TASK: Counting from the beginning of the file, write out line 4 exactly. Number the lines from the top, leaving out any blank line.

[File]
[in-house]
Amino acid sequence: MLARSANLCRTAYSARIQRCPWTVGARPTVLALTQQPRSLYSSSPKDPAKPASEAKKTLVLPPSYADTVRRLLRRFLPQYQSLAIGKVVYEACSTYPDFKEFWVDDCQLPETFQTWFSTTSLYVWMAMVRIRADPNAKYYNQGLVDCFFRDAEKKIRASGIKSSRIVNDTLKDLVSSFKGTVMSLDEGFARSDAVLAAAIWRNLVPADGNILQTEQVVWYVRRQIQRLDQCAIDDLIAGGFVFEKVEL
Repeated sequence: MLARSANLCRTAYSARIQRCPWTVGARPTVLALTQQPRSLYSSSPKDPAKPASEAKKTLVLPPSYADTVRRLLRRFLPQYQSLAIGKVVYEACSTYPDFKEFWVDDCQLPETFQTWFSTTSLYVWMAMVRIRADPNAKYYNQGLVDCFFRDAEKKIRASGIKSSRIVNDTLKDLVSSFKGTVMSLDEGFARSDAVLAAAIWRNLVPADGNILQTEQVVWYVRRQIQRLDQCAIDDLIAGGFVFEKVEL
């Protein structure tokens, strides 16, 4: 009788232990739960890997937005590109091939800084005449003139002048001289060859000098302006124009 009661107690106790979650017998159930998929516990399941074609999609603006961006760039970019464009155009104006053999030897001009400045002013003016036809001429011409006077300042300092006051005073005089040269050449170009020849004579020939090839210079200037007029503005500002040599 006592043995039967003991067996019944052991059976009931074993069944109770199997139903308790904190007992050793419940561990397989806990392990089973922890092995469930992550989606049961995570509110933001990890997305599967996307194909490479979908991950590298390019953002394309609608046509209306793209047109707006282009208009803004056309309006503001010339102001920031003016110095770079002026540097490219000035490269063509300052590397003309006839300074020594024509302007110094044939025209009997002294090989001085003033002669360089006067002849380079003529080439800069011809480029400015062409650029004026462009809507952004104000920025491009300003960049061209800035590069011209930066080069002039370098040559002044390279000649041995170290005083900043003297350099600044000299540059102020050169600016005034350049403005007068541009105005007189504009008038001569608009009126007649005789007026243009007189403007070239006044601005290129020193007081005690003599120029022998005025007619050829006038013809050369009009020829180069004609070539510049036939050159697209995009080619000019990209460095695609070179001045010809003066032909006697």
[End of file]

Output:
């Protein structure tokens, strides 16, 4: 009788232990739960890997937005590109091939800084005449003139002048001289060859000098302006124009 009661107690106790979650017998159930998929516990399941074609999609603006961006760039970019464009155009104006053999030897001009400045002013003016036809001429011409006077300042300092006051005073005089040269050449170009020849004579020939090839210079200037007029503005500002040599 006592043995039967003991067996019944052991059976009931074993069944109770199997139903308790904190007992050793419940561990397989806990392990089973922890092995469930992550989606049961995570509110933001990890997305599967996307194909490479979908991950590298390019953002394309609608046509209306793209047109707006282009208009803004056309309006503001010339102001920031003016110095770079002026540097490219000035490269063509300052590397003309006839300074020594024509302007110094044939025209009997002294090989001085003033002669360089006067002849380079003529080439800069011809480029400015062409650029004026462009809507952004104000920025491009300003960049061209800035590069011209930066080069002039370098040559002044390279000649041995170290005083900043003297350099600044000299540059102020050169600016005034350049403005007068541009105005007189504009008038001569608009009126007649005789007026243009007189403007070239006044601005290129020193007081005690003599120029022998005025007619050829006038013809050369009009020829180069004609070539510049036939050159697209995009080619000019990209460095695609070179001045010809003066032909006697």